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Charlotte Dennett: How to Prosecute a President

One wonders if former President George W. Bush actually thinks he will be politically resurrected — and absolved of all his crimes — following a tide of Republican electoral victories last week and the publication of his memoir this week.

Already there has been a good deal of commentary about the timing of the book’s release. Theories range from Bush not wanting to hurt the electoral chances of his fellow party members during campaign season, to Bush anticipating and then capitalizing on a Republican landslide, to the most sophisticated theory of all: by Bush’s publishing date (November 9) the statute of limitations will have ended on prosecuting the CIA’s destruction of torture tapes, something that has been under investigation by Special Prosecutor John Durham with no legal action yet announced.

Adding to this speculation are questions over why Bush would admit in his book to authorizing the torture of Khalid Sheikh Mohammed in March, 2003.

But rather than get bogged down in speculative legal theories about whether the former president can be prosecuted for violating U.S. and international laws on torture, allow me to focus on a simple fact that is consistently overlooked: there is no statute of limitations for murder. Bush and his fellow co-conspirators are criminally liable for murder by taking our troops to war under false pretenses, resulting in the deaths of over 4,000 American soldiers.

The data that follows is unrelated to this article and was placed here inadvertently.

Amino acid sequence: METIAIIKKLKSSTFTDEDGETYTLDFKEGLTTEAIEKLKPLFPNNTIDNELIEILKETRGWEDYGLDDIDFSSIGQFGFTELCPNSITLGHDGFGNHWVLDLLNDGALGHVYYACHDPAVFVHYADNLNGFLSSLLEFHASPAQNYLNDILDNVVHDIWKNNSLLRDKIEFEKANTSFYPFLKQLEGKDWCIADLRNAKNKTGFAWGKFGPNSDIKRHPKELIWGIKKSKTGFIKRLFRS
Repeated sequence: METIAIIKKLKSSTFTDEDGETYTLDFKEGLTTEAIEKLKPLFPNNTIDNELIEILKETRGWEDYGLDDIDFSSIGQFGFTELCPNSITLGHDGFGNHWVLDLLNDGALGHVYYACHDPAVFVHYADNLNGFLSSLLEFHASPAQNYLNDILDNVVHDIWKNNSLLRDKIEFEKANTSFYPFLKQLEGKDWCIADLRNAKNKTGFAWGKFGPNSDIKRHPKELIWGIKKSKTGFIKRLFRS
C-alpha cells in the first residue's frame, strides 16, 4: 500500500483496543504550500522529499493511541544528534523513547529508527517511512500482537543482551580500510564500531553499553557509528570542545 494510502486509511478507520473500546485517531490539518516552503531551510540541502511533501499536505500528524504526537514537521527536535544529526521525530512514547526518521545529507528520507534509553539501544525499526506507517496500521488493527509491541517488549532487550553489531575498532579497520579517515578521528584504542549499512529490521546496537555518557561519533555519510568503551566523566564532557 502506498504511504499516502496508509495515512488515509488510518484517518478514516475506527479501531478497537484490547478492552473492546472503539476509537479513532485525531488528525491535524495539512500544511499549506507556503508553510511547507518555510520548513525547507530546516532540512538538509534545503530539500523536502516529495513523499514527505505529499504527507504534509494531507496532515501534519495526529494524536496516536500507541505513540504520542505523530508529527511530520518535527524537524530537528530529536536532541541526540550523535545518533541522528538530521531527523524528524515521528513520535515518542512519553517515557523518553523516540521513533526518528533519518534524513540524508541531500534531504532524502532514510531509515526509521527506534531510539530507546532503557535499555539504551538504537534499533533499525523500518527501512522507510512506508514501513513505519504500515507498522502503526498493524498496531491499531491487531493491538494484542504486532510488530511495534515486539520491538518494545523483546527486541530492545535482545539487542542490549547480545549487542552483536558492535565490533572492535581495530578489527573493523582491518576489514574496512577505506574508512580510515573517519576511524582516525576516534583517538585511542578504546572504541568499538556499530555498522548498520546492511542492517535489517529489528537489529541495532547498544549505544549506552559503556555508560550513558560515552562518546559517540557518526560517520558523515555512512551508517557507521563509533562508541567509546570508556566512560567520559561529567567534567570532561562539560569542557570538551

The first lawyer to make this proposition was legendary prosecutor Vincent Bugliosi, in his bestselling book, The Prosecution of George W. Bush for Murder. When I read in his book that any attorney general or district attorney could prosecute Bush for this crime in a state court, I took up his challenge — as a candidate for attorney general in Vermont — and then wrote about it in my own political memoir, The People v Bush: One Lawyer’s Campaign to Bring the President to Justice and the National Grassroots Movement She’s Encountered Along the Way (Chelsea Green, 2010). I was ignored by the mainstream media. But I took solace in enthusiastic endorsements from authors like Naomi Wolf, Glenn Greenwald and Howard Zinn — with Zinn writing just weeks before his death that I was trying to “awaken the conscience of the nation,” with a “clarion call for the people to confront the crimes of government, for democracy to come alive.” In fact, as I pointed out in the book, every effort to hold Bush accountable has been incremental, starting with prosecutor Elizabeth de la Vega’s call for prosecuting him on fraud charges for tricking us into war, and a national impeachment movement which turned to a prosecution movement after impeachment was squashed by Democratic party leaders intent on winning elections. Next came Bugliosi’s book on murder and other books on war crimes, the authors all coming together at a conference on “Planning for the Prosecution of High Level American War Criminals” sponsored by Dean Larry Velvel at the Massachusetts School of Law in September, 2008. Out of this was born the Robert Justice Jackson Steering Committee of lawyers and journalists — of which I am a part — committed to prosecuting war criminals on the principles established at the Nuremberg trials. But of all these efforts, the case for prosecuting Bush on murder in a state court could have the best chance precisely because the Feds — including our “I prefer to look forward, not backward” president — show no inclination of pursuing prosecutions and certainly none that would implicate the CIA, the Bush White House or its enablers, Justice Department lawyers, John Yoo and Jay Bybee. As Dean Velvel has so aptly put it, “Trial for murder in state courts… is the lawful and necessary counterweight to what has become the federal monster the framers so desperately wanted to avoid.” All that’s required to move prosecution forward is education – and popular will. Initially, people have a hard time accepting the mere proposition that a former president is no longer immune from prosecution once he leaves office. But here’s a little history lesson: President Gerald Ford pardoned Richard Nixon for obstruction of justice during the Watergate scandal. Otherwise, Nixon would have ended up behind bars. As for Bush, I invite you to go to the “How to Prosecute a President” section on my website under Frequently Asked Questions. Here are a few abbreviated excerpts: Q: What is the evidence to convict Bush of murder? A: Bush’s lies to the American people on television on October 7, 2002, when he claimed, shortly before seeking Congressional support for his Iraq war, that Saddam Hussein was a “great danger to our nation.” (The answer goes on to point out that only six days earlier, Bush’s own intelligence organizations had told him in a classified report that Saddam Hussein was not an imminent threat.) In short, Bush was misleading innocent American soldiers into war. Q: How can Bush be treated as a criminal if what he did in Iraq had the consent of Congress? A: Fraud vitiates consent. Bush led Congress into the war under false pretenses, as described above, thereby nullifying its consent. Q: What are the legal theories conferring jurisdiction to try Bush in a state court? A: Conspiracy to Commit Murder: This crime does not require… the death of an individual, whether in Vermont or any other state. All that is needed is an agreement between two or more people to carry out the war in Iraq and an “overt act” in the state to “further the object of the conspiracy.” That would include Bush’s lies outside of any given state, which were carried by radio and television straight into the homes and cars of the American people, including into the state where Bush would be prosecuted. Q: If you are charging murder, how can you show intent? A: There are two types of malice aforethought: express and implied. Implied malice does not require an intent to kill. It simply requires a showing that Bush intended to do an inherently dangerous act with wanton and reckless disregard for the consequences and an indifference to human life. This state of mind is certainly satisfied by Bush taking this nation into a deadly war. Q: What defense does Bush have for the crime of murder? A: Bush’s only defense would be… that he took this nation to war in self defense — i.e. his so-called preemptive strike. But because evidence shows that Saddam Hussein was not a threat to our national security, and because Bush, knowing that, nonetheless sent troops to their deaths under false pretenses, Bush had no legitimate reason to invade Iraq, and therefore cannot persuasively argue that his defense was self defense. **** That’s just a snapshot. There are many more legal sophistications described in the FAQ’s. My book, meanwhile, goes one step further in building the case against Bush by showing how the crime of torture can be folded in to the crime of murder. How? The early acts of torture committed by the CIA on detainees seized in the early days of the war in Afghanistan in 2001 and 2002 were not designed to get actionable intelligence; instead, they were committed to strengthen Bush’s flimsy pretext for war — by getting false confessions from detainees about nonexistent links to Al Qaeda, Saddam Hussein, and 9/11. As Paul Krugman put it in a New York Times blog, “So it [the Bush administration] tortured people to make them confess to the nonexistent link. There’s a word for this: it’s evil.” And what can be more evil than murder whether it be murder of tortured individuals for spurious reasons (at least 100 have died from torture) or intent to send American soldiers to war on false pretenses? If you want to help in this educational process, call your local bookstore and let them know that my publisher is offering a special deal, in return for placing The People v Bush next to Bush’s Decision Points. There is also a growing accountability movement that allows for pro-democracy people to find each other and take action. You can find an appendix of groups dedicated to accountability in People v Bush, and I encourage you to check out the website. It takes a village — and a global one at that — to reverse the tide of lawlessness in this country. Only when we join together and insist that enough is enough will we be put George W. Bush and his co-conspirators in their place: out of the bookstores and behind bars, where they belong. Read the original article at The Huffington Post. Charlotte Dennett is a lawyer, investigative journalist, and author of The People v Bush: One Lawyer’s Campaign to Bring the President to Justice and the National Grassroots Movement She’s Encountered Along the Way, available now.